Car prices increase

Car prices are going up again in the new Iranian year (started March 20), but is that justified or helpful to the automotive industry?

According to a report last week, the average price of Iran Khodro (IKCO) cars in the coming year will increase by 5 million rials–at the most, according to Asre Khodro.

What will this mean to car buyers inside Iran? Most probably little or nothing to be quite fair.

The price increase this year is not seen as something that is going to cause a stir but will only annoy car buyers, as the rate of increase is above the baseline of inflation.

The car pricing issue gets more complicated, as recent reports in domestic media outlets say Iran’s Ministry of Industries, Mining and Trade wrote a letter to the Competition Council advising against a price hike.

Industries Minister Mohammad Reza Nematzadeh said his letter was “ripped up”.

This indicates that all is not well in the car industry. The automakers are still struggling with the historical dip in demand, coupled with many still owing hundreds of millions of dollars to banks and third-party manufacturers.

But, what if the car price remains stubbornly high? What does long-term historical trends reveal when it comes to the price of new vehicles?
A lawmaker said after a thorough study of Iran’s car production trends and the recent increase in car prices, the parliament believes prices should decline by 30%.

Nader Qazipour, who is also a member of the committee to investigate the auto industry in 2014, noted at the time that the committee identified abuses and violations in the industry and reported six cases to the judiciary, while another seven cases are ready to be sent to the court.

The parliament says the recent rise in car prices has no legal basis and that automakers are taking advantage of their oligopoly in violation of the consumers’ rights.

The parliamentary opposition was expressed after the Competition Council yielded to pressure by carmakers and increased car prices by 30% in July 2014.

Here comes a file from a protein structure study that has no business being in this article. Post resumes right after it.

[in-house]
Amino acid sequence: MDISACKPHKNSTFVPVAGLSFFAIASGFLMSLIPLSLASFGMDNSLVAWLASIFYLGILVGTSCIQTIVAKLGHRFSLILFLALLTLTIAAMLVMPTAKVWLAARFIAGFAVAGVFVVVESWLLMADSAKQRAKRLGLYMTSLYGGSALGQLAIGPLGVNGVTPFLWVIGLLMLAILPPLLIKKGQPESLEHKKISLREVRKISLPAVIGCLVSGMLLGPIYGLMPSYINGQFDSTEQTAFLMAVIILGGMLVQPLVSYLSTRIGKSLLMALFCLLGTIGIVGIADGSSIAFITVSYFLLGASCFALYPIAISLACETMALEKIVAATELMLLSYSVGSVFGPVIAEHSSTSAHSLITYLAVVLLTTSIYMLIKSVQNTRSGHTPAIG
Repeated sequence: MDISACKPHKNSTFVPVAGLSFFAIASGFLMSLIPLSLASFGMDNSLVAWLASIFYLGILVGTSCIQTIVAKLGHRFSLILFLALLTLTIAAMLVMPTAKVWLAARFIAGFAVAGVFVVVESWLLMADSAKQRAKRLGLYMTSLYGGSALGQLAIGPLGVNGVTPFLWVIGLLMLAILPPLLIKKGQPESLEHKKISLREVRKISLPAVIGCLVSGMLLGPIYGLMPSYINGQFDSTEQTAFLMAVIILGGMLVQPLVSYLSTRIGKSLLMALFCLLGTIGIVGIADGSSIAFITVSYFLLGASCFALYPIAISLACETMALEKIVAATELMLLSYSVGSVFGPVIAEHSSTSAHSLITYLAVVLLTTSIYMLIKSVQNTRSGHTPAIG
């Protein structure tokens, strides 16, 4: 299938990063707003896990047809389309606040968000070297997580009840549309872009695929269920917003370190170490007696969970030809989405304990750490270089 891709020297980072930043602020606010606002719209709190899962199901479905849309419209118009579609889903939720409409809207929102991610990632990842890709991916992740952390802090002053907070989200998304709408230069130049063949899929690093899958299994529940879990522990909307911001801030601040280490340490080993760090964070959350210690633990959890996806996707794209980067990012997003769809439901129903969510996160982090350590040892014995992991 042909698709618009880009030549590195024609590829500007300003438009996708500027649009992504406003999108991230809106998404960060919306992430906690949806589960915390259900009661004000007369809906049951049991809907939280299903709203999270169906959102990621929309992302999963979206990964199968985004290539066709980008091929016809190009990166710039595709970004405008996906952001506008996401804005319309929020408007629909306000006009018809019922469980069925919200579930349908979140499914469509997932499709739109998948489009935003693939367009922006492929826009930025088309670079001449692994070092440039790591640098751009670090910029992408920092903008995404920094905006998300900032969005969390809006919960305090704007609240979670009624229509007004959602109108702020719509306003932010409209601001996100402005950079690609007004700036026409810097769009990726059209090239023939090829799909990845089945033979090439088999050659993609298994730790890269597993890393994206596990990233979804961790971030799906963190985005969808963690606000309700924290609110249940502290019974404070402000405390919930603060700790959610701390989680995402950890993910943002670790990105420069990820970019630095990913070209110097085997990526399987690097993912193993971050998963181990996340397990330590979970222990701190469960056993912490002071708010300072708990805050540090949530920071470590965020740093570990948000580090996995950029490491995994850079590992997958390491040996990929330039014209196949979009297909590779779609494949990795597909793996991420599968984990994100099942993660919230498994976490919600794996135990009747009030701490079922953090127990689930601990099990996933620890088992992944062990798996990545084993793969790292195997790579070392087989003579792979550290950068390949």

Following the rise, MPs threatened to grill Nematzadeh over the price hike.

In April 2015, car prices were to be announced in the following year, Tasnim News Agency reported.

“Auto prices will be set using a formula devised by the council during the last Iranian year (which ended on March 19, 2016),” the agency quoted Isa Emami, another lawmaker, as saying.

It remains to be seen how that strategy has played out one year later.

Emami added that the defining criteria include inflation, quality and productivity.

The main issue with this statement is that if inflation is going down, car prices should not increase and, instead, remain stable. They could possibly decrease in the next couple of years, a novel idea to some.

Maybe car buyers have not seen the memo that car prices should only increase with the base level of inflation. However, old habits die hard and there are debts to be paid.

This year, the cost of production will continue to fall by current estimates. And hopefully, with the leveling out of prices, the rise in car prices should not hurt buyers much.

The stubbornly high prices in the market have heavily slowed car sales over the past few years.

With the impending entry of new vehicles into the domestic market, including SUVs and crossovers from IKCO, as well as foreign entrants, Iran should see an incremental drop in the prices of new and used vehicles, and not a price hike .

By Financial Tribune